Organist Brian Charette brings his A-game to Alphabet City
. But who would expect anything else from this consummate artist? After delivering a covers-heavy program with two different trio lineups on Good Tipper
(Posi-Tone, 2014), Charette returns here with an all-originals outing that finds him in the company of guitarist Will Bernard
and drummer Rudy Royston
. Alphabet City
, in some respects, is an ode to Charette's New York city home, haunts and habits. But that minimizes the scope and influences connected to this project. In truth, this album, like nearly everything else in Charette's discography, is about Charette's entire world, not a single section of a city. His early musical passions, vast experience(s), and general love of musicbe it bop-based, bright, burbling, bizarre, or built with Eastern European influencesare all wrapped together in his work.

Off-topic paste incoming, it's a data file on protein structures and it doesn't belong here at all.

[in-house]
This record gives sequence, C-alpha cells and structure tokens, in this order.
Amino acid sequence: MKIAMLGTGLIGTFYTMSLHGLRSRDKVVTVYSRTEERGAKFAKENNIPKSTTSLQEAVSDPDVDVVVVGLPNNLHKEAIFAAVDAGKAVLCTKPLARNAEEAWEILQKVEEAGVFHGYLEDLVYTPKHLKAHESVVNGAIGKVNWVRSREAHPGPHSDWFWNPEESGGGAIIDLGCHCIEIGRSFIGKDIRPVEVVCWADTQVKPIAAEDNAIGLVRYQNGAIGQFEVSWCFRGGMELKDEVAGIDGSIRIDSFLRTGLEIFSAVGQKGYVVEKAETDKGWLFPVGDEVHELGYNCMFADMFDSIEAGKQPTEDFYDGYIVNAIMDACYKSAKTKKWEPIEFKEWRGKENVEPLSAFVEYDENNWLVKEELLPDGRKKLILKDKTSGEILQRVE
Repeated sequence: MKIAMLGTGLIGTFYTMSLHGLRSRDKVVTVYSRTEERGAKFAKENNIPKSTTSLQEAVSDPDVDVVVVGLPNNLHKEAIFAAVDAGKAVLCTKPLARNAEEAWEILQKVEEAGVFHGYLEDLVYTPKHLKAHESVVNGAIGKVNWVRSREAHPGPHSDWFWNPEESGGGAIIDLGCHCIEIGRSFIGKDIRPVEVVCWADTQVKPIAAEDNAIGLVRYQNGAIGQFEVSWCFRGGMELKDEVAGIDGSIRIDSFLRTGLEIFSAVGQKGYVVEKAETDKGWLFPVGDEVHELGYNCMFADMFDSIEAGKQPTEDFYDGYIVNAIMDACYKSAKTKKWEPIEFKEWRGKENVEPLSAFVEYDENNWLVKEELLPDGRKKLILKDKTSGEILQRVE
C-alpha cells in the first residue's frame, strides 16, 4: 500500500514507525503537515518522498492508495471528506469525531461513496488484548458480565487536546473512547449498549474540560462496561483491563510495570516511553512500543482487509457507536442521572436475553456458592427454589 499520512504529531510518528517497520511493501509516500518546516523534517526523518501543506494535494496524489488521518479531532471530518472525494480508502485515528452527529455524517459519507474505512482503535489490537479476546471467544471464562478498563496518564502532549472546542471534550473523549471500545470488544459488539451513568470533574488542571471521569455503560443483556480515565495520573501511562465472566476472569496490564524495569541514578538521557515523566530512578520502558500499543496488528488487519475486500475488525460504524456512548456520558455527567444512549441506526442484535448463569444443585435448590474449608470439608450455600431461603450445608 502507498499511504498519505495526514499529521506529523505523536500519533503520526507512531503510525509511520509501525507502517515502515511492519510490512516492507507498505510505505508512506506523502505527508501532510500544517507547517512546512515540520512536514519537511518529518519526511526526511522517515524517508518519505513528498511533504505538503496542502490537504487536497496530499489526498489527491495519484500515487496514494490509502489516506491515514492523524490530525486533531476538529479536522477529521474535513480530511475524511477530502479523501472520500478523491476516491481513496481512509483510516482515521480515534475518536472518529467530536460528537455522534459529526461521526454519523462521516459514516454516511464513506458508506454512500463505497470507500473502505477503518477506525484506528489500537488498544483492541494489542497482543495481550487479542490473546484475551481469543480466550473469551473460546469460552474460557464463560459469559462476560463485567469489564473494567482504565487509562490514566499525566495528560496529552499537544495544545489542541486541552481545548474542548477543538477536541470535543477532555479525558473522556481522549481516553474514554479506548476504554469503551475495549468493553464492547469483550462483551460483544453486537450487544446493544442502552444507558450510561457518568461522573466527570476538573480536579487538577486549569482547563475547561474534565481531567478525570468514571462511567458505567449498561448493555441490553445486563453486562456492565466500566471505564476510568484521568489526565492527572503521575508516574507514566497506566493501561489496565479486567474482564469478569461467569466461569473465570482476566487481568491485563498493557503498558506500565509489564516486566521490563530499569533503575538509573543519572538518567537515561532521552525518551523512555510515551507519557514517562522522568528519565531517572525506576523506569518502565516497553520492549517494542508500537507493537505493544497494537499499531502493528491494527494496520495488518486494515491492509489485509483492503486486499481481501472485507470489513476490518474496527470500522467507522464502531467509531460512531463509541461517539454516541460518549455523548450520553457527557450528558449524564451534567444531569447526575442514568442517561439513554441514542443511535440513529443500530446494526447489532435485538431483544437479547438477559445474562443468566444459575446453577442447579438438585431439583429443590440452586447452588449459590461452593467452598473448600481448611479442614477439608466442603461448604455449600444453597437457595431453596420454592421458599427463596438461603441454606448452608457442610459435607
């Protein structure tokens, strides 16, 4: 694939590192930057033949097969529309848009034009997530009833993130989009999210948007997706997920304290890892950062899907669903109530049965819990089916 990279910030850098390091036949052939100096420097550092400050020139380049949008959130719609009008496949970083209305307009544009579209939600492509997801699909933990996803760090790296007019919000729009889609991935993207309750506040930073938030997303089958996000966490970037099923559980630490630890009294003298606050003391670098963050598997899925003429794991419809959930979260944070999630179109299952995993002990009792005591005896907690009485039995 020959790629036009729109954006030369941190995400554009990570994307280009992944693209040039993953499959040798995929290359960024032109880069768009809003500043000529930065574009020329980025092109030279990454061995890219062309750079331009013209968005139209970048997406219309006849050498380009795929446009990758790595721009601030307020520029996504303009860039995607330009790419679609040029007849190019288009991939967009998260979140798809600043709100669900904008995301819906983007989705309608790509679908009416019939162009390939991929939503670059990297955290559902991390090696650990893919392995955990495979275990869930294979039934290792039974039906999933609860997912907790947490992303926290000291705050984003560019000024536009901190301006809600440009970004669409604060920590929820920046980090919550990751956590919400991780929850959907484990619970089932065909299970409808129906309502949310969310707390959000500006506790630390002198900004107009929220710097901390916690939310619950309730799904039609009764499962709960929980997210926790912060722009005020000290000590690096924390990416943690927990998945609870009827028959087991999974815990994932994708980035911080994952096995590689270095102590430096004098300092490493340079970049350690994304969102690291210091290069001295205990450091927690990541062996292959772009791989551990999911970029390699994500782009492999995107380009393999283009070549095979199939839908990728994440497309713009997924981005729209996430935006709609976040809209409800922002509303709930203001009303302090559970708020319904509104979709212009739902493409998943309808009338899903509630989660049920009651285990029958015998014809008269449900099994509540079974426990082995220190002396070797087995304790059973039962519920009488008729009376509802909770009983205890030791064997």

While these three musicians work well as a single unit, each has his own respective gifts to share. Charette's diversified approach to music-making manages to keep things fresh; Royston plays with a marriage of technique and taste, alternately delivering direct blows, worming his way into the heart of a groove, and playing around the edges of a piece; and Bernard straddles musical worlds, simultaneously pulling from jazz, soul, and funk bags. It's an odd combination in some respects, but it works.
There's modal music in odd time signatures ("Split Black"), ambling and carefree performances ("West Village"), and mysterious, Hungarian-influenced music to be heard here ("Hungarian Major"). Charette and company might be knee deep in bebop on one track ("East Village"), but the next number might go someplace completely different, as the trio explores some serious funk that questions the absence of a Fred Wesley
figure in a James Brown
biopic ("They Left Fred Out"). There are also intentionally edgy, alien, and fusion-based pursuits ("Not A Purist"), energetically swinging blues excursions ("The Vague Reply"), and gospel-tinged peace offerings to admire ("White Lies").
Given Charette's track record and the skills of the players involved, it should come as no surprise that Alphabet City
is as good as it is.